California Mechanic’s Lien Law Amendments
The California Legislature recently amended California Civil Code Sections 3084 and 3146 relating to mechanic’s liens. In particular, Assembly Bill (“AB”) 457 requires additional notices in order to preserve a lien claimant’s rights to enforce a mechanic’s lien. The amendments to Sections 3084 and 3146 will become operative on January 1, 2011.
Under current statutory provisions, most persons who furnish labor, service, equipment, or materials for private projects are required to serve a written preliminary notice within 20 days after the first date of furnishing labor, service, equipment, or materials to the jobsite to the owner or reputed owner; to the original contractor, or reputed contractor; and to the construction lender, if any, or to the reputed construction lender, if any, prior to asserting a claim on a mechanic’s lien. (Civil Code Section 3097.) Those who are under direct contract with the owner are not required to serve a 20-day preliminary written notice. The existing provisions do not require a lien claimant to provide notice or serve the owner, contractor or lender the mechanic’s lien when it is recorded in the office of the county recorder of the county in which the property is located. In response to complaints by property owners, AB 457 was proposed and ratified in order to provide property owners with notice that a mechanic’s lien was recorded against their property, prior to an action to foreclose on the lien being initiated by a lien claimant.
California Civil Code Section 3084
First, AB 457 amended California Civil Code Section 3084, to require that a Notice of Mechanic’s Lien and mechanic’s lien be served on the owner or reputed owner of the property by registered mail, certified mail, or first-class mail before the mechanic’s lien is recorded. The Notice of Mechanic’s Lien and mechanic’s lien must be mailed to the owner or reputed owner at the owner’s or reputed owner’s residence or place of business address or at the address shown by the building permit on file with the authority issuing a building permit for the work. If the owner or reputed owner of the property cannot be served the Notice of Mechanic’s Lien and mechanic’s lien, these can be served on the construction lender or the original contractor.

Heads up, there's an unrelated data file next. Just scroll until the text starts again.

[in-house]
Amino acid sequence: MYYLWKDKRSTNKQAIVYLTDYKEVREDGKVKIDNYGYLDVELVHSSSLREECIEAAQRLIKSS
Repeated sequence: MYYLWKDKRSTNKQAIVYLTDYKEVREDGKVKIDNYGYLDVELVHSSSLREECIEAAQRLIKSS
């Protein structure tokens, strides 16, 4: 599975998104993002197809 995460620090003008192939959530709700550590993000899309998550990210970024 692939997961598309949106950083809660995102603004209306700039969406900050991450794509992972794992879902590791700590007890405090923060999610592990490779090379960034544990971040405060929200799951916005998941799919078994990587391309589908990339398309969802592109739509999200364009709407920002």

The amendments to Section 3084 also require a proof of service affidavit to be completed and signed by the person serving the Notice of Mechanical’s Lien (lien claimant). The failure to serve a copy of the mechanic’s lien and the Notice of Mechanic’s lien would cause the mechanic’s lien to be unenforceable as a matter of law.
Amended Section 3084 specifies the language of the Notice of Mechanic’s lien and the type and required font size of at least 10 point. The specific language is set forth below.
NOTICE OF MECHANIC’S LIEN
Upon the recording of the enclosed MECHANIC’S LIEN with the county recorder’s office of the county where the property is located, your property is subject to the filing of a legal action seeking a court-ordered foreclosure sale of the real property on which the lien has been recorded. That legal action must be filed with the court no later than 90 days after the date the mechanic’s lien is recorded.
The party identified in the mechanic’s lien may have provided labor or materials for improvements to your property and may not have been paid for these items. You are receiving this notice because it is a required step in filing a mechanic’s lien foreclosure action against your property. The foreclosure action will seek a sale of your property in order to pay for unpaid labor, materials, or improvements provided to your property. This may affect your ability to borrow against, refinance, or sell the property until the mechanic’s lien is released.
BECAUSE THE LIEN AFFECTS YOUR PROPERTY, YOU MAY WISH TO SPEAK WITH YOUR CONTRACTOR IMMEDIATELY, OR CONTACT AN ATTORNEY, OR FOR MORE INFORMATION ON MECHANIC’S LIENS GO TO THE CONTRACTORS’ STATE LICENSE BOARD WEB SITE AT www.cslb.ca.gov.
California Civil Code Section 3146
Second, AB 457 amends Section 3146 of the California Civil Code. Under the current statute, the language is permissive and does not require a lien claimant to record a lis pendens (a notice of the pendency of the proceedings) in the office of the county recorder of the county in which the property is located after filing an action to foreclose on a mechanic’s lien in the proper court. In contrast, the amendments to Section 3146 require a lien claimant to record a lis pendens in the office of the county recorder of the county in which the property is located. The lis pendens must be recorded within 20 days after the filing of an action to foreclosure on a mechanic’s lien in the proper court. Section 3146 provides that after the time of the recording of the lis pendens, a purchaser or encumbrancer of the property are deemed to have constructive notice of the pendency of the action.
The attorneys at Kring and Chung can ensure that you are complying with these important new requirements. For more information on California mechanic’s lien law, please call us or stop by to discuss.